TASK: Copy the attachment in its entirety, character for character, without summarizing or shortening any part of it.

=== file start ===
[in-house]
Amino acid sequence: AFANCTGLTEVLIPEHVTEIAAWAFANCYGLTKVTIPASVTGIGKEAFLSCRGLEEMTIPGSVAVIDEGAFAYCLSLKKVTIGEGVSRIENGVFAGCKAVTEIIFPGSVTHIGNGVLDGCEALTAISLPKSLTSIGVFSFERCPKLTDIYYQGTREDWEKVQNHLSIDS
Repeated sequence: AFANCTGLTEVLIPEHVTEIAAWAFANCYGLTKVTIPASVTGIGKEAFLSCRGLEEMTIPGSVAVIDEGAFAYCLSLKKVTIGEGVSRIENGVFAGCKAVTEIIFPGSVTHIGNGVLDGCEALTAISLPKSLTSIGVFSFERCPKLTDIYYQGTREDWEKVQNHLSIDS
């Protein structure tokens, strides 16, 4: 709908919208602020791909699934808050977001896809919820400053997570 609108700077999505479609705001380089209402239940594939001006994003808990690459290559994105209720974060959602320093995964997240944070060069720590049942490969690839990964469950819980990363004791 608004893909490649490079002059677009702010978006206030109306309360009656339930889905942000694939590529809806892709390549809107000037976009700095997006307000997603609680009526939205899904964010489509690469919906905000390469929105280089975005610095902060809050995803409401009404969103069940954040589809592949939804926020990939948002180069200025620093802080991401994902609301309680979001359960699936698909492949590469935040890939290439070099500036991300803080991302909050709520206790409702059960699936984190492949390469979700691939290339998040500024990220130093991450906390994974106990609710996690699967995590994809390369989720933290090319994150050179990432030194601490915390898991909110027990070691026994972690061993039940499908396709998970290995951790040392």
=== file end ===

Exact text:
[in-house]
Amino acid sequence: AFANCTGLTEVLIPEHVTEIAAWAFANCYGLTKVTIPASVTGIGKEAFLSCRGLEEMTIPGSVAVIDEGAFAYCLSLKKVTIGEGVSRIENGVFAGCKAVTEIIFPGSVTHIGNGVLDGCEALTAISLPKSLTSIGVFSFERCPKLTDIYYQGTREDWEKVQNHLSIDS
Repeated sequence: AFANCTGLTEVLIPEHVTEIAAWAFANCYGLTKVTIPASVTGIGKEAFLSCRGLEEMTIPGSVAVIDEGAFAYCLSLKKVTIGEGVSRIENGVFAGCKAVTEIIFPGSVTHIGNGVLDGCEALTAISLPKSLTSIGVFSFERCPKLTDIYYQGTREDWEKVQNHLSIDS
């Protein structure tokens, strides 16, 4: 709908919208602020791909699934808050977001896809919820400053997570 609108700077999505479609705001380089209402239940594939001006994003808990690459290559994105209720974060959602320093995964997240944070060069720590049942490969690839990964469950819980990363004791 608004893909490649490079002059677009702010978006206030109306309360009656339930889905942000694939590529809806892709390549809107000037976009700095997006307000997603609680009526939205899904964010489509690469919906905000390469929105280089975005610095902060809050995803409401009404969103069940954040589809592949939804926020990939948002180069200025620093802080991401994902609301309680979001359960699936698909492949590469935040890939290439070099500036991300803080991302909050709520206790409702059960699936984190492949390469979700691939290339998040500024990220130093991450906390994974106990609710996690699967995590994809390369989720933290090319994150050179990432030194601490915390898991909110027990070691026994972690061993039940499908396709998970290995951790040392």